NASA Webb Telescope references Katy Perry’s hit 2008 song ‘Hot n Cold’ on social media

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NASA Webb Telescope references Katy Perry’s hit 2008 song ‘Hot n Cold’ as $10 billion observatory begins unfolding massive sunshield










Katy Perry was referenced Wednesday on Twitter by NASA Webb Telescope as the $10 billion observatory began to unfurl its massive sunshield.

‘You’re hot and you’re cold…,’ @NASAWebb tweeted along with a musical notes emoji for its roughly 910,000 followers.

The lyrics were referencing Katy’s 2008 hit song ‘Hot n Cold’ from her second album One Of The Boys.

Space telescope: Katy Perry, shown in March 2020 in Australia, was referenced Wednesday on Twitter by NASA Webb Telescope as the $10 billion observatory began to unfurl its massive sunshield

The pop song about a mercurial boyfriend reached number three on the Billboard Hot 100 and was Katy’s second straight top five single after I Kissed A Girl.

Katy, 37, has performed the song on all of her tours and it recently was listed in the sixth slot in the playlist that she shared for her Las Vegas residency Play that kicked off on Wednesday at Resorts World.

NASA’s James Webb Space Telescope (JWST) just reached a major milestone in its ’29 days on the edge’ journey to its destination in solar orbit with the beginning of the unfolding of its massive sunshield.

‘Our telescope is blooming like a flower in space,’ the US space agency tweeted on Tuesday adding that ‘this marks the start of a major phase to #UnfoldTheUniverse: our sunshield deployment.’

Hit song: 'You’re hot and you’re cold…,' @NASAWebb tweeted along with a musical notes emoji for its roughly 910,000 followers

Hit song: ‘You’re hot and you’re cold…,’ @NASAWebb tweeted along with a musical notes emoji for its roughly 910,000 followers

The unfolding of the sunshine happened soon after the telescope, a joint project between NASA, the European Space Agency (ESA) and the Canadian Space Agency (CSA), passed the moon.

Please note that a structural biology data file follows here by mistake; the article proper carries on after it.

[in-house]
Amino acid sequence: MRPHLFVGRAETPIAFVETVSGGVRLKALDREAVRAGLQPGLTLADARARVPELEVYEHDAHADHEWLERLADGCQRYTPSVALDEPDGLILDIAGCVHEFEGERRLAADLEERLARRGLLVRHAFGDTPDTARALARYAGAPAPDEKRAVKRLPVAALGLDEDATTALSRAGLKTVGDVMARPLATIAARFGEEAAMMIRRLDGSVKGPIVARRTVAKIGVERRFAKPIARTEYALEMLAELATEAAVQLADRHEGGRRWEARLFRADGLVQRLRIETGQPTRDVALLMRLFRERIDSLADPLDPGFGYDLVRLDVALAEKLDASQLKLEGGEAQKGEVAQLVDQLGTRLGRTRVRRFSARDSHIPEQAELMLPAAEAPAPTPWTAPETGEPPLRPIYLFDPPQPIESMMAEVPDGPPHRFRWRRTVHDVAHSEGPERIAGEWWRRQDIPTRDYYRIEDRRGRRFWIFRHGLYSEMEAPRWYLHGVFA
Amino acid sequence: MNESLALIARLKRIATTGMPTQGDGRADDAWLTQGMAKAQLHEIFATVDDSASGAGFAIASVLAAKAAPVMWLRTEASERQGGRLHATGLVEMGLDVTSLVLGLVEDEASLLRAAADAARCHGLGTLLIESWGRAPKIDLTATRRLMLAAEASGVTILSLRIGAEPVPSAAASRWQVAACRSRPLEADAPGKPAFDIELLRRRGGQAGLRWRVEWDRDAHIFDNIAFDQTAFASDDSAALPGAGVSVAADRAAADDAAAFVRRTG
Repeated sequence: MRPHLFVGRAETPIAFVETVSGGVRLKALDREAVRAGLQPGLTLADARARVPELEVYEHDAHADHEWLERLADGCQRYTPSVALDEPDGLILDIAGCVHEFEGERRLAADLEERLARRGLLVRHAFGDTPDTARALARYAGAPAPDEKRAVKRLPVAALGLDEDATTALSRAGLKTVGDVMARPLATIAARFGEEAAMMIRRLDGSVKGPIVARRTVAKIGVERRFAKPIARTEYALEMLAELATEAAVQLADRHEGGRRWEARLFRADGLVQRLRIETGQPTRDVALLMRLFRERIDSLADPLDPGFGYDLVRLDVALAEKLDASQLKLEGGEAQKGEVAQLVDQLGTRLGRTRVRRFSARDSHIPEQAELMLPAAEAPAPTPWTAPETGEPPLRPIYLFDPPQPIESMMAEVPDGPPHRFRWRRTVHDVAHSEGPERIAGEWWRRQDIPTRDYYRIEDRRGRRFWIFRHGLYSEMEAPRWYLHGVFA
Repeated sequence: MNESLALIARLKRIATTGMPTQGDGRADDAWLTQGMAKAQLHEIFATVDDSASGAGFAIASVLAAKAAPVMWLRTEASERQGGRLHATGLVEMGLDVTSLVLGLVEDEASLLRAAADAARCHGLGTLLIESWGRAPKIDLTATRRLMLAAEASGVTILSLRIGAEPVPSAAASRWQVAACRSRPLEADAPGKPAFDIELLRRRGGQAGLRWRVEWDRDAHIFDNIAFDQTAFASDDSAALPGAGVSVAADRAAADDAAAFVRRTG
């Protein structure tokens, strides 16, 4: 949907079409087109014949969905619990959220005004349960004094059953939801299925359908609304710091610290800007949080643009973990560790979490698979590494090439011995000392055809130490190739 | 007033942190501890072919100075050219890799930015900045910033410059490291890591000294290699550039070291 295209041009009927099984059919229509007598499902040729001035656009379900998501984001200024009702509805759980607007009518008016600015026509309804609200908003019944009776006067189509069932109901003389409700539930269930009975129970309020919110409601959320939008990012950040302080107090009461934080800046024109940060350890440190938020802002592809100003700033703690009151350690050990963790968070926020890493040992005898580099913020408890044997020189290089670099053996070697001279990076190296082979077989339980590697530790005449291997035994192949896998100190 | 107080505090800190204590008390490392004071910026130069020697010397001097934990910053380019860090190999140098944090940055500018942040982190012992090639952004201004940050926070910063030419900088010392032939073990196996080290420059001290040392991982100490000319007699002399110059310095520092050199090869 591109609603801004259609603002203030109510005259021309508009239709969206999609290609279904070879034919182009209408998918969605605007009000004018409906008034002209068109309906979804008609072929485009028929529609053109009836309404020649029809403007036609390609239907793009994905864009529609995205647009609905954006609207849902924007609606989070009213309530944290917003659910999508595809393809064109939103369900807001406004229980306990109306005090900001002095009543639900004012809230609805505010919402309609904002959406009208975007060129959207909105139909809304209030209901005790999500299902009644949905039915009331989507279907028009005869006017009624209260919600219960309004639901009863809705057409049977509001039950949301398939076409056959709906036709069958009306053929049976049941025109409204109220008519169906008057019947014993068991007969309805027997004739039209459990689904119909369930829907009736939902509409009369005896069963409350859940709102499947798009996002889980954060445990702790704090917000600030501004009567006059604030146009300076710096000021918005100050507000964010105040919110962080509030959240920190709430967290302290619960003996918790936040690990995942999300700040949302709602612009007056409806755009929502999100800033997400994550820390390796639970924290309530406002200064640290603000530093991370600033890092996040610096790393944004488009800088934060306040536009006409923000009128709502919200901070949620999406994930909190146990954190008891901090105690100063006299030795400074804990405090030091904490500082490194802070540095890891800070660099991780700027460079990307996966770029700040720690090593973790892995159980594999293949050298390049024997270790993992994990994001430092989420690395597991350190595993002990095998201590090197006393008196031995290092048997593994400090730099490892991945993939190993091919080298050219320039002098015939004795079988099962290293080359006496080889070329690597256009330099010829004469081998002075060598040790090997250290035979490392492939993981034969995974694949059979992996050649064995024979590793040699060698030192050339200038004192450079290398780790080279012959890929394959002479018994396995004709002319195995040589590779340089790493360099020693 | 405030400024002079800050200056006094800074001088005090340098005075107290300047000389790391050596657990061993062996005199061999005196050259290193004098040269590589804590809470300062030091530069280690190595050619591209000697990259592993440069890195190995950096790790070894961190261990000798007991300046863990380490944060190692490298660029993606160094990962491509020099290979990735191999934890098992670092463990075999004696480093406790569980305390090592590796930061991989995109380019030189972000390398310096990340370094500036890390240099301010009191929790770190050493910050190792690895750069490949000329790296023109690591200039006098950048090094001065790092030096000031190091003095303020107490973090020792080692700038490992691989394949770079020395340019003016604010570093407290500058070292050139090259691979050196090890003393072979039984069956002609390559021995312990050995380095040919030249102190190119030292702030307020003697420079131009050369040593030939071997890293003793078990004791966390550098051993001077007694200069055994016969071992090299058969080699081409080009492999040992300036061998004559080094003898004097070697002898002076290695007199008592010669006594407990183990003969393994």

The $10 billion stellar observatory is gradually preparing to begin observations, starting in June 2022, by gradually unfolding its antenna, sunshield, and mirror on the way to its final orbit.

The telescope launched on Christmas Day from French Guiana, on an Ariane 5 rocket provided by the European Space Agency, following months of delays to the launch.

Christmas launch: The telescope launched on Christmas Day from French Guiana, on an Ariane 5 rocket provided by the European Space Agency, following months of delays to the launch

Christmas launch: The telescope launched on Christmas Day from French Guiana, on an Ariane 5 rocket provided by the European Space Agency, following months of delays to the launch

It is currently about 42 percent of its way to the second Lagrangian point (L2), an area of balanced gravity between the sun and the Earth, where it will spend more than a decade exploring the universe in infrared.

The sunshield will be deployed gradually over the next several days of the journey and when fully open will be about the same size as a tennis court to protect Webb’s optics from the sun.

The telescope will have a hot and cold side, with the hot side, behind the sunshield, experiencing temperatures up to 185 degrees Fahrenheit – holding a solar panel, communication antenna and a computer.

The cold side of the telescope will be at -388 degrees Fahrenheit, holding the mirrors and science instruments.

The Webb telescope unlike its predecessor the Hubble telescope focuses on infrared wavelengths and takes advantage of advanced mirror technology to peer farther into the cosmos.

Hot and cold: The telescope, shown Saturday in space, will have a hot and cold side, with the hot side, behind the sunshield, experiencing temperatures up to 185 degrees Fahrenheit - holding a solar panel, communication antenna and a computer

Hot and cold: The telescope, shown Saturday in space, will have a hot and cold side, with the hot side, behind the sunshield, experiencing temperatures up to 185 degrees Fahrenheit – holding a solar panel, communication antenna and a computer

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